It is not only environmental rules, but also rules governing the entire socio-political life of people that make an authority acceptable. Those who make these rules and those who obey them are legitimate; others illegitimate/illegal. Anna Hazare is deeply concerned with rules and norms with a definite model: “The daily routine enforced in the army such as getting up early in the morning, jogging and physical training thereafter, cleanliness of body, clothing, living quarters and the neighbourhood etc. led to development of a disciplined life, benefits of which I am availing of even today. The habit of giving due respect and regard to the seniors by age, post, or competence was inculcated in us…. This has helped me in conducting the village development work at Ralegan Siddhi according to the rules and regulations decided by us by common consent.”
Others reciprocate this language. Villagers normally say that their village works like an army. As a commandant, Anna orders and we follow. Army discipline is the ideal. The path of rural development here depends in a large measure on many other ‘dos’ and ‘don’ts’. No shop in Ralegan can sell bidis or cigarettes. Film songs and movies are not allowed. Only religious films, like Sant Tuka Ram, Sant Gyaneshwar can be screened. Only religious songs are allowed on loudspeakers at the time of marriages. It is emphasised in the village that the villagers themselves decided not to sell bidis in their shops; they themselves do not watch films or listen to film songs. However, the language of acquiescence can be highly brahaminical and hegemonic.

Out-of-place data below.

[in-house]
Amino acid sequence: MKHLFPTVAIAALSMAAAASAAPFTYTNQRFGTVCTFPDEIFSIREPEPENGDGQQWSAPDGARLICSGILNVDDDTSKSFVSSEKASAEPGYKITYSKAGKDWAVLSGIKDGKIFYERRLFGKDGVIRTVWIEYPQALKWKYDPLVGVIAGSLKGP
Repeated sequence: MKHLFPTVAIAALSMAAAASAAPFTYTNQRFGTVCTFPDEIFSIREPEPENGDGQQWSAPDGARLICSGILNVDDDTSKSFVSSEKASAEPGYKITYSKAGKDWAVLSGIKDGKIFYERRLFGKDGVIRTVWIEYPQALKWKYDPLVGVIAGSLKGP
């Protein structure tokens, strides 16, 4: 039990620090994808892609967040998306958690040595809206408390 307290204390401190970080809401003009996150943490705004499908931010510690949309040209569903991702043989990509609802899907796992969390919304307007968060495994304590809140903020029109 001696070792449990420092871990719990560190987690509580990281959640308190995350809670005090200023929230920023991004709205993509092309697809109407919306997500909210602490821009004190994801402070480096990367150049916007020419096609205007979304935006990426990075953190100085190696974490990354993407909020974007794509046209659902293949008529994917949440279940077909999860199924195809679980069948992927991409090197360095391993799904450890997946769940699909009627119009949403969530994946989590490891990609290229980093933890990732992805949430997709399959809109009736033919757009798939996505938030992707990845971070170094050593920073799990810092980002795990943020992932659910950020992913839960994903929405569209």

Anna Hazare wants to build India into a strong, powerful nation. Narratives of war, army and enemy remain the core references in much of the discourse on nation and rural development. Here, expressions like ‘national regeneration’, ‘wholesome crop of national glory through comprehensive rural development’ are coupled with others like ‘We have to hold the nation. Otherwise, Pakistan will grab it. That is why we consciously send our sons to the army.’